Advances in magnetic resonance imaging of the human brain at 4.7 tesla

  • Author / Creator
    Lebel, Robert
  • Magnetic resonance imaging is an essential tool for assessing soft tissues. The desire for increased signal-to-noise and improved tissue contrast has spurred development of imaging systems operating at magnetic fields exceeding 3.0 Tesla (T). Unfortunately, traditional imaging methods are of limited utility on these systems. Novel imaging methods are required to exploit the potential of high field systems and enable innovative clinical studies. This thesis presents methodological advances for human brain imaging at 4.7 T. These methods are applied to assess sub-cortical gray matter in multiple sclerosis (MS) patients. Safety concerns regarding energy deposition in the patient precludes the use of traditional fast spin echo (FSE) imaging at 4.7 T. Reduced and variable refocusing angles were employed to effectively moderate this energy deposition while maintaining high signal levels; an assortment of time-efficient FSE images are presented. Contrast changes were observed at low angles, but images maintained a clinically useful appearance. Heterogeneous transmit fields hinder the measurement of transverse relaxation times. A post-processing technique was developed to model the salient signal behaviour and enable accurate transverse relaxometry. This method is robust to transmit variations observed at 4.7 T and improves multislice imaging efficiency. Gradient echo sequences can exploit the magnetic susceptibility difference between tissues to enhance contrast, but are corrupted near air/tissue interfaces. A correction method was developed and employed to reliably produce a multitude of quantitative and qualitative image sets. Using these techniques, transverse relaxation times and susceptibility field shifts were measured in sub-cortical nuclei of relapsing-remitting MS patients. Abnormalities in the globus pallidus and pulvinar nucleus were observed in all quantitative methods; most other regions differed on one or more measures. Correlations with disease duration were not observed, reaffirming that the disease process commences prior to symptom onset. The methods presented in this thesis enable efficient qualitative and quantitative imaging at high field strength. Unique challenges, notably patient safety and field variability, were overcome via sequence implementation and data processing. These techniques enable visualization and measurement of unique contrast mechanisms, which reveal insight into neurodegenerative diseases, including widespread sub-cortical gray matter damage in MS.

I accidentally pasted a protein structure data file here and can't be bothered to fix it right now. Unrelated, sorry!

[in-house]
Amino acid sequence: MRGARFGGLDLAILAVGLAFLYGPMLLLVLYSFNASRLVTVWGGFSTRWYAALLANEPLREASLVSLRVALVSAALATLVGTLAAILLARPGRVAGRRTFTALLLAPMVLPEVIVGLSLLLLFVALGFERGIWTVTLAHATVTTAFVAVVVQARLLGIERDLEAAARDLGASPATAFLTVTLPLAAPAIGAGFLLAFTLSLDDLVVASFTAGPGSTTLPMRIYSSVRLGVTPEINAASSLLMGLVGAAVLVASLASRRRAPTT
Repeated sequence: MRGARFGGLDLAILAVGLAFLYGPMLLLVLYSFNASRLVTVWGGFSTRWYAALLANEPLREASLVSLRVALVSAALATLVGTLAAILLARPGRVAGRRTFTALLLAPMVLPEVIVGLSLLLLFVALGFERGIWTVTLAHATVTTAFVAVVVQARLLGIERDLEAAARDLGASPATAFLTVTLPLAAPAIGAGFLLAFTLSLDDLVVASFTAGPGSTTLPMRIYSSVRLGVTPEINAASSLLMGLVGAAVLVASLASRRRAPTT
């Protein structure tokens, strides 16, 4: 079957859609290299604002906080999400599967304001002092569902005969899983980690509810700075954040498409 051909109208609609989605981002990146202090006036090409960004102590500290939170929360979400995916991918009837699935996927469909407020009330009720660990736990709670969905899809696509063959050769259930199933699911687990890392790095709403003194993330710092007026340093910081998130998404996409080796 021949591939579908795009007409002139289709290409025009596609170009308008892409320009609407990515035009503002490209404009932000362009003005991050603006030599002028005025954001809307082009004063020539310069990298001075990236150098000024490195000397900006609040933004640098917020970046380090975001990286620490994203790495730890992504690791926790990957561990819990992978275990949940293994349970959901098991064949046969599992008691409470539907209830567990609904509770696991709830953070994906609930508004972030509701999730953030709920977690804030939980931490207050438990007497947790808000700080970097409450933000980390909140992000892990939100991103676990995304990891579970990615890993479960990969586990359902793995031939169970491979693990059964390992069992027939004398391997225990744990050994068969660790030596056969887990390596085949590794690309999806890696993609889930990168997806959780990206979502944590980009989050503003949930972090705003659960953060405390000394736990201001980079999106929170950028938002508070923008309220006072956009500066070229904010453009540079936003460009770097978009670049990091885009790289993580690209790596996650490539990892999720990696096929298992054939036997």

• Subjects / Keywords
  • Graduation date
  • Type of Item
  • Degree
    Doctor of Philosophy
  • DOI
  • License
    This thesis is made available by the University of Alberta Libraries with permission of the copyright owner solely for non-commercial purposes. This thesis, or any portion thereof, may not otherwise be copied or reproduced without the written consent of the copyright owner, except to the extent permitted by Canadian copyright law.
  • Language
  • Institution
    University of Alberta
  • Degree level
  • Department
    • Department of Biomedical Engineering
  • Supervisor / co-supervisor and their department(s)
    • Wilman, Alan (Biomedical Engineering)
  • Examining committee members and their departments
    • De Zanche, Nicola (Oncology)
    • Beaulieu, Christian (Biomedical Engineering)
    • Thompson, Richard (Biomedical Engineering)
    • Martin, Wayne (Neurology)
    • MacKay, Alex (Physics and Astronomy, University of British Columbia)